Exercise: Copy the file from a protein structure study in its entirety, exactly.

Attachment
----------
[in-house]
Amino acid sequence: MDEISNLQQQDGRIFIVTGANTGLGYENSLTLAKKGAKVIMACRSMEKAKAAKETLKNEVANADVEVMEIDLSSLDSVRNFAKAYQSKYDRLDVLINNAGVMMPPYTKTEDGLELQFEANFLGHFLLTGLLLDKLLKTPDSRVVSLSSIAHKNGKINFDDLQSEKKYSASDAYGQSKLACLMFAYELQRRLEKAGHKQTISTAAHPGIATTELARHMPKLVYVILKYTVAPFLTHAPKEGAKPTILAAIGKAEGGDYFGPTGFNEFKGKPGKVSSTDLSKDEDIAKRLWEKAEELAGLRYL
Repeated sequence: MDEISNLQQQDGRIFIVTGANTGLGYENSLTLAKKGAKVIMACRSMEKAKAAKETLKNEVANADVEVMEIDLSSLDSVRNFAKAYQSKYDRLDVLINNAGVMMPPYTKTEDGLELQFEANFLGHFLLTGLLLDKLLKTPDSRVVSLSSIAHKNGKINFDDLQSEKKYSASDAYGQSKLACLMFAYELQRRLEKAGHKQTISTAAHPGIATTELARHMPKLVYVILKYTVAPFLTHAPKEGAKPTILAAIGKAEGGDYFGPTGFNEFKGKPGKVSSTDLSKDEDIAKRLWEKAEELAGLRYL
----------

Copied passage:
[in-house]
Amino acid sequence: MDEISNLQQQDGRIFIVTGANTGLGYENSLTLAKKGAKVIMACRSMEKAKAAKETLKNEVANADVEVMEIDLSSLDSVRNFAKAYQSKYDRLDVLINNAGVMMPPYTKTEDGLELQFEANFLGHFLLTGLLLDKLLKTPDSRVVSLSSIAHKNGKINFDDLQSEKKYSASDAYGQSKLACLMFAYELQRRLEKAGHKQTISTAAHPGIATTELARHMPKLVYVILKYTVAPFLTHAPKEGAKPTILAAIGKAEGGDYFGPTGFNEFKGKPGKVSSTDLSKDEDIAKRLWEKAEELAGLRYL
Repeated sequence: MDEISNLQQQDGRIFIVTGANTGLGYENSLTLAKKGAKVIMACRSMEKAKAAKETLKNEVANADVEVMEIDLSSLDSVRNFAKAYQSKYDRLDVLINNAGVMMPPYTKTEDGLELQFEANFLGHFLLTGLLLDKLLKTPDSRVVSLSSIAHKNGKINFDDLQSEKKYSASDAYGQSKLACLMFAYELQRRLEKAGHKQTISTAAHPGIATTELARHMPKLVYVILKYTVAPFLTHAPKEGAKPTILAAIGKAEGGDYFGPTGFNEFKGKPGKVSSTDLSKDEDIAKRLWEKAEELAGLRYL